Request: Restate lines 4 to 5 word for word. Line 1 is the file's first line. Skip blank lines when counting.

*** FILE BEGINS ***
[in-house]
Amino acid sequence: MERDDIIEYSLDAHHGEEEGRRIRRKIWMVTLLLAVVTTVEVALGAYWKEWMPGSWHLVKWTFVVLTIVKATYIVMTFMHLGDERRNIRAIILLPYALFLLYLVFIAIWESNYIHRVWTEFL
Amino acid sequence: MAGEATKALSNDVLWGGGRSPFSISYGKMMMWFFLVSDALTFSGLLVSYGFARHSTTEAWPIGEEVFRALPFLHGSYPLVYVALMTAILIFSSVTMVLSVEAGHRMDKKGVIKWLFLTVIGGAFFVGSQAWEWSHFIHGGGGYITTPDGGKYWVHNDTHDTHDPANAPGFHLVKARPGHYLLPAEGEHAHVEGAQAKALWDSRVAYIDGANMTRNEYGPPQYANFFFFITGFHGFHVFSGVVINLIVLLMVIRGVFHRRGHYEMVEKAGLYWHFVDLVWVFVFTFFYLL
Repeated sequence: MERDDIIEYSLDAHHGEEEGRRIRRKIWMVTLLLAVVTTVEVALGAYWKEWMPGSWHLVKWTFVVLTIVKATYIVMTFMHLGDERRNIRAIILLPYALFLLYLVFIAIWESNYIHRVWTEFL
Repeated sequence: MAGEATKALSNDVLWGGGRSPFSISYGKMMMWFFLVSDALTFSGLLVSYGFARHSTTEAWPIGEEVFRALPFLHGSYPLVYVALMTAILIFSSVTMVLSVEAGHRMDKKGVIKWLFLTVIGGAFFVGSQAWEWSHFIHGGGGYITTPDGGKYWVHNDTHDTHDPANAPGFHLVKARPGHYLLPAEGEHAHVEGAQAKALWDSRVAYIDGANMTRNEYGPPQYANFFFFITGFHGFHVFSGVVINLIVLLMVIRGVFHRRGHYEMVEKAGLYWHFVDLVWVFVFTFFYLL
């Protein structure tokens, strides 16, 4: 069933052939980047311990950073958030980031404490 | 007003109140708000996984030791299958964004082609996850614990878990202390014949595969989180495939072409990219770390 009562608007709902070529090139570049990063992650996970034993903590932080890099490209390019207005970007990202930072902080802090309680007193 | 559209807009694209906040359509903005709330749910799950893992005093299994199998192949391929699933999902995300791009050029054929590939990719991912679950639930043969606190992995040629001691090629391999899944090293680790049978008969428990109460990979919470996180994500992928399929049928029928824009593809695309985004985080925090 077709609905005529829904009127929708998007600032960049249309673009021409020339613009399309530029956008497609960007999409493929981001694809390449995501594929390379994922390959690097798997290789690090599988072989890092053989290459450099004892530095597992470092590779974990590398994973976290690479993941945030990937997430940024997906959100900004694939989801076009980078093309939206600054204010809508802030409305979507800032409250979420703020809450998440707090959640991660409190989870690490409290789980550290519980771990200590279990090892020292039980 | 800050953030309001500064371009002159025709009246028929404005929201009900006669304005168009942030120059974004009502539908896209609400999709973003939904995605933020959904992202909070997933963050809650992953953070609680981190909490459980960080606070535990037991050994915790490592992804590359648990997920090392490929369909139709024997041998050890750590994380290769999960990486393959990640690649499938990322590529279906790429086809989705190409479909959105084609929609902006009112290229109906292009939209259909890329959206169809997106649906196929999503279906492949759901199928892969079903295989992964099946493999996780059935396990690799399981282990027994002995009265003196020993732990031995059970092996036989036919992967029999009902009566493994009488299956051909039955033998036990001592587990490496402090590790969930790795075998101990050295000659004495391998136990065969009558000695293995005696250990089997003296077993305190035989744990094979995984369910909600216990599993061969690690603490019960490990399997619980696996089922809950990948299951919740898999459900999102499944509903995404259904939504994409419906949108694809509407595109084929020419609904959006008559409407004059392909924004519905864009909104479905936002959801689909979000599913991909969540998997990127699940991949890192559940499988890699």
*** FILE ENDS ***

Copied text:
Repeated sequence: MERDDIIEYSLDAHHGEEEGRRIRRKIWMVTLLLAVVTTVEVALGAYWKEWMPGSWHLVKWTFVVLTIVKATYIVMTFMHLGDERRNIRAIILLPYALFLLYLVFIAIWESNYIHRVWTEFL
Repeated sequence: MAGEATKALSNDVLWGGGRSPFSISYGKMMMWFFLVSDALTFSGLLVSYGFARHSTTEAWPIGEEVFRALPFLHGSYPLVYVALMTAILIFSSVTMVLSVEAGHRMDKKGVIKWLFLTVIGGAFFVGSQAWEWSHFIHGGGGYITTPDGGKYWVHNDTHDTHDPANAPGFHLVKARPGHYLLPAEGEHAHVEGAQAKALWDSRVAYIDGANMTRNEYGPPQYANFFFFITGFHGFHVFSGVVINLIVLLMVIRGVFHRRGHYEMVEKAGLYWHFVDLVWVFVFTFFYLL